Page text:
There’s one part of the Christmas story that bothers me: Mary and Joseph arrive in Bethlehem, and there is no guest room available. The fact that the Saviour of humanity, who has prepared a place for us in heaven, couldn’t find an adequate place to safely come into the world speaks volumes about our species.

Hospitality is a much bigger concept than just the travel industry. It is the social contract we follow to make sure we have good relationships with those outside our nuclear families. Strangers should be treated with courtesy and respect, as any of us could be a stranger in a strange land at some point. The rules for hospitality change from culture to culture, but as someone who has lived in a few countries, I can say that kindness and thoughtfulness are always appreciated.

Each church has its own culture and, unfortunately, I have had the misfortune of attending some congregations where people chose not to make room for outsiders in three key ways.

In the hierarchy of problems facing the world, including climate change, racism, the pandemic and poverty, having someone sit in your spot at church is far down the list. And yet, on more than one occasion while visiting a new church, I have been told not only that I was sitting in the wrong spot but then asked, rather gruffly, to move.

While I have been described by some as a “dyed-in-the-wool Christian,” and so these embarrassing moments don’t prevent me from going to church, take a moment to imagine what it would be like if that happened to an unchurched person. You’re curious about Jesus and want to be part of a community that explores faith and how to minister to society. You’re anxiously sitting in a pew, minding your own business, when someone approaches. You smile, hoping to be welcomed to the congregation, only to be met by an annoyed parishioner telling you to move.

How likely are you to come back if the followers of a God, who supposedly forgives people from sin, don’t even deign to forgive you for a minor annoyance? New people coming to a church is something to celebrate, not just tolerate. Remember that, for some, this is their first-ever experience with Christianity and act accordingly.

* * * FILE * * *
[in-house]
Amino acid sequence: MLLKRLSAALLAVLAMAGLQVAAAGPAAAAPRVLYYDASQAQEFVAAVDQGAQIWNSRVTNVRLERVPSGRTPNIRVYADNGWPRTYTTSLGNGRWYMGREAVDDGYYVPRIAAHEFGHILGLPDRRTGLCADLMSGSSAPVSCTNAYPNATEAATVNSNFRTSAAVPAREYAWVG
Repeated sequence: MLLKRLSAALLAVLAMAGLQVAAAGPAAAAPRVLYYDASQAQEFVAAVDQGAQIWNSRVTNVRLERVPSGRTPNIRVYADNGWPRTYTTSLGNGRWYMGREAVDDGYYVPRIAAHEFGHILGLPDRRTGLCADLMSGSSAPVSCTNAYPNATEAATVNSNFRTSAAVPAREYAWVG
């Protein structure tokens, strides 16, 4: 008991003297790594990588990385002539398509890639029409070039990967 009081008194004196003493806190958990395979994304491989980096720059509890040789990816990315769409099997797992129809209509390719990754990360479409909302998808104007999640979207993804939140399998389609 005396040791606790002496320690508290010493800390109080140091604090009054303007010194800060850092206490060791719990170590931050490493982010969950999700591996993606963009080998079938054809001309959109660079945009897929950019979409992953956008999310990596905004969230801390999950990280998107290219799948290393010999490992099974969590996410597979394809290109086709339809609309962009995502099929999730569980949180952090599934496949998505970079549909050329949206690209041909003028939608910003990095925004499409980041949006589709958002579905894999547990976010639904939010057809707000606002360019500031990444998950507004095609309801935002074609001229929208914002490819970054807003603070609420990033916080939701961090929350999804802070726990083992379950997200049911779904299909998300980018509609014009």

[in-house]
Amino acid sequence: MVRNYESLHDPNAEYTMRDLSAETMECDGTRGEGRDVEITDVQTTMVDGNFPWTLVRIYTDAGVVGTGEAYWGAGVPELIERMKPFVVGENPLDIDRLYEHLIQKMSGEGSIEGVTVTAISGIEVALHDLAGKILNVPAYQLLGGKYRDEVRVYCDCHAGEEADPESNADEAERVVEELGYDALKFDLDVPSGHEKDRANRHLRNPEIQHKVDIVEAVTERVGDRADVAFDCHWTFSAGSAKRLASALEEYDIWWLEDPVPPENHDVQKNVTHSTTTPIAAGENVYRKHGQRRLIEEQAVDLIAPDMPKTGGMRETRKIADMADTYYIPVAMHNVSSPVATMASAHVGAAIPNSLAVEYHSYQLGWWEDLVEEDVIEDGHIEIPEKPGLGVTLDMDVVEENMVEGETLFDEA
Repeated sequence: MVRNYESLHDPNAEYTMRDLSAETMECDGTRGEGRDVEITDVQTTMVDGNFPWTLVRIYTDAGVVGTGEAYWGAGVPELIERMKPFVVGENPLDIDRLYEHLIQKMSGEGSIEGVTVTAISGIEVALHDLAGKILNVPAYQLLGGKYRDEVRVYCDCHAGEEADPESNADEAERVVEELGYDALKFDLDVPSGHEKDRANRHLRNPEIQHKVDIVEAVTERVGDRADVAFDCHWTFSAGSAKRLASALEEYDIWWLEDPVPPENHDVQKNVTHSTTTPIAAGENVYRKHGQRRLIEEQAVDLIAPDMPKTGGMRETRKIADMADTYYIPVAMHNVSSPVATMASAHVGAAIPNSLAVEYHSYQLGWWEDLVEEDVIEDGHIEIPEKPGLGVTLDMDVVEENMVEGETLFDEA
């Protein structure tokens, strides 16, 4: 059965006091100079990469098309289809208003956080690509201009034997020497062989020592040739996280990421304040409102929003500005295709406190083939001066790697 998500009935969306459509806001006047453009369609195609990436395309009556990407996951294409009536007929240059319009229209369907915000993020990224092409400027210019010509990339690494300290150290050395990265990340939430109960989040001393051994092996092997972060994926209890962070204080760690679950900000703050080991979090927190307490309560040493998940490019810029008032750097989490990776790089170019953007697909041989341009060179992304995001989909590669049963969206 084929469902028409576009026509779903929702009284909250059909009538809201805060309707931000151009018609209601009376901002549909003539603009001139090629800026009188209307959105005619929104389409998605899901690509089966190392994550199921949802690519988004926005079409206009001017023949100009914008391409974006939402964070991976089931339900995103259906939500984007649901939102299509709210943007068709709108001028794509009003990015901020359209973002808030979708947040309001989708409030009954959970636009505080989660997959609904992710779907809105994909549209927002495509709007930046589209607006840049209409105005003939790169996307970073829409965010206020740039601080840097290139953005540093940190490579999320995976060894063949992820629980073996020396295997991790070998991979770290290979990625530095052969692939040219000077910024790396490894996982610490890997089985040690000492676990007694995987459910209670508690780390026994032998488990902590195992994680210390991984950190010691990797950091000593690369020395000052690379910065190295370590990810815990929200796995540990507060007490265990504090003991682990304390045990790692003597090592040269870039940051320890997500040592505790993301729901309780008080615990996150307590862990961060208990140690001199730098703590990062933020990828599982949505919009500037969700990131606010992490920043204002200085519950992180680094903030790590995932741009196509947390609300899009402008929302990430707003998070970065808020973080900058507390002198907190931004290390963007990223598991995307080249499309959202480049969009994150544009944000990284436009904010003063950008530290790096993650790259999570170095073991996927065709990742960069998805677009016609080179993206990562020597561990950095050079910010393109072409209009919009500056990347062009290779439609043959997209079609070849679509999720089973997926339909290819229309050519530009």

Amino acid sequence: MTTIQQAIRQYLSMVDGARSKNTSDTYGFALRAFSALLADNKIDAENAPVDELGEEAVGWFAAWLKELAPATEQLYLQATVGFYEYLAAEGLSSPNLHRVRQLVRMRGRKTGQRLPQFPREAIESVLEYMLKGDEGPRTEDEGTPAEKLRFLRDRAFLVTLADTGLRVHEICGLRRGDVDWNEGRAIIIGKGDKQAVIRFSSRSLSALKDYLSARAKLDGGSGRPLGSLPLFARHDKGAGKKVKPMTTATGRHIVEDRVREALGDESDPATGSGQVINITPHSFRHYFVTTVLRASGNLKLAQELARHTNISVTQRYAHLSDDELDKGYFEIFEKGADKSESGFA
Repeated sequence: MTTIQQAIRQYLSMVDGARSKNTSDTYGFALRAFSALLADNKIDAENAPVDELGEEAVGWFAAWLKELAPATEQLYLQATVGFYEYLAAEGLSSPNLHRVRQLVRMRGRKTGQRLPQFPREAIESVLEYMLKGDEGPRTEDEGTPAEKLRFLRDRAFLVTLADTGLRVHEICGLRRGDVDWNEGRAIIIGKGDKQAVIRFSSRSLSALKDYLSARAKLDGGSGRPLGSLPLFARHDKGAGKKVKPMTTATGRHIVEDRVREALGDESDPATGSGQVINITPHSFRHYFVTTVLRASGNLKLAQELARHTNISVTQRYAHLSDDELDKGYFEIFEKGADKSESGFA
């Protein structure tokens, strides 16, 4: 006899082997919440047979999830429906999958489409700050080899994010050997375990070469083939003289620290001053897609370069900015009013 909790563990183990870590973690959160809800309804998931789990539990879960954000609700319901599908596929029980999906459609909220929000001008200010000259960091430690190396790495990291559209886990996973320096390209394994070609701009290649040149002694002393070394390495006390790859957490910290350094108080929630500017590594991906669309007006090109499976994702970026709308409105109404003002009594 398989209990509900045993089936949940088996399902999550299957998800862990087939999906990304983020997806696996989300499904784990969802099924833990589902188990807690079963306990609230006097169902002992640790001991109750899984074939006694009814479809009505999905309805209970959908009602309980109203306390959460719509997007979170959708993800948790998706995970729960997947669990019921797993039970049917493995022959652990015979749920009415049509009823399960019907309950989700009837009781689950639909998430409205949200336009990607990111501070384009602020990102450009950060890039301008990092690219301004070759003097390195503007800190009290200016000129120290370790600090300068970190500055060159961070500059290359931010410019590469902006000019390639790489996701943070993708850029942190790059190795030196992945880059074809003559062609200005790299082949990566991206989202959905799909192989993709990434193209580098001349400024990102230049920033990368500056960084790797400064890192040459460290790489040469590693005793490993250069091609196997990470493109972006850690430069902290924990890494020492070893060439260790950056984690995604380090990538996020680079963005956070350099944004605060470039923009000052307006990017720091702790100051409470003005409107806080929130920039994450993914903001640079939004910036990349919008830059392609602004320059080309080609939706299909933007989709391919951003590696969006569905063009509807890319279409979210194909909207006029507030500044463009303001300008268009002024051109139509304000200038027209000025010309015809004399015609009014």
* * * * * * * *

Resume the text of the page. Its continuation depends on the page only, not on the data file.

I have been told not only that I was sitting in the wrong spot but then asked, rather gruffly, to move.
Second, a church may not be making room if there are no opportunities for leadership or ministry. I believe that a fundamental part of human nature is a desire to contribute, especially as part of a team, toward the common good. People have varying degrees of time and energy to dedicate to a church, but we all feel part of something bigger than ourselves when we help.

Problems arise, then, when people’s talents and abilities go unused because existing church ministries are at capacity. Whether your strength lies in teaching, music, packing food hampers or vacuuming the sanctuary, there are those who are expected to sit in a congregation week after week, contributing nothing but a tithe. Meanwhile, volunteers at some churches are so stressed and overworked they start to burn out. The best churches, I find, are those who make room for you to join in ministry, but also to scale back your involvement as needed. This involves planning, preparation and trusting in God that things will work out as they should.

The third and final way I see churches failing to make room is by expecting everyone to conform to the same beliefs. There is no room for differing opinions or discussion, rather a general feeling of, “This is what we think. Believe it or leave.” This “love it or leave it” approach does not take into account those who genuinely love their church and wish to stay, but desire to have the tough conversations about the role of the church in the world, precisely because they love their church. Making room for respectful dialogue, where we recognize differing opinions but can continue loving and worshipping together, is vital to church health and growth.

Hebrews 13:2 is one of my favourite Scripture verses. It says, “Do not forget to show hospitality to strangers, for by so doing some people have shown hospitality to angels without knowing it.” We are all made in the image of God. Showing thoughtfulness and kindness to the strangers in our church is to show our love for God. And who knows? Maybe one day the stranger sitting in your seat will be Jesus himself.

Darryn Oldford is a senior soldier in Regina.

Photo: SDI Productions/E+ via Getty Images


On Monday, December 21, 2020, Patrick Lublink said:

I was surprised to read that "on more than one occasion while visiting a new church, I have been told not only that I was sitting in the wrong spot but then asked, rather gruffly, to move." Personally, I enjoy visiting different churches and have done so for decades, including Catholic, Orthodox, Eastern Rites, mainline Protestant and Evangelical churches. I can honestly say that I was never told I was sitting in the wrong spot, not even once. Sorry to hear this has been your experience.


On Monday, December 21, 2020, Major Peter van Duinen said:

Another way to tell that you’re in an unwelcoming congregation is if the announcements (and usually there are too many of these) are primarily for the “in” crowd.


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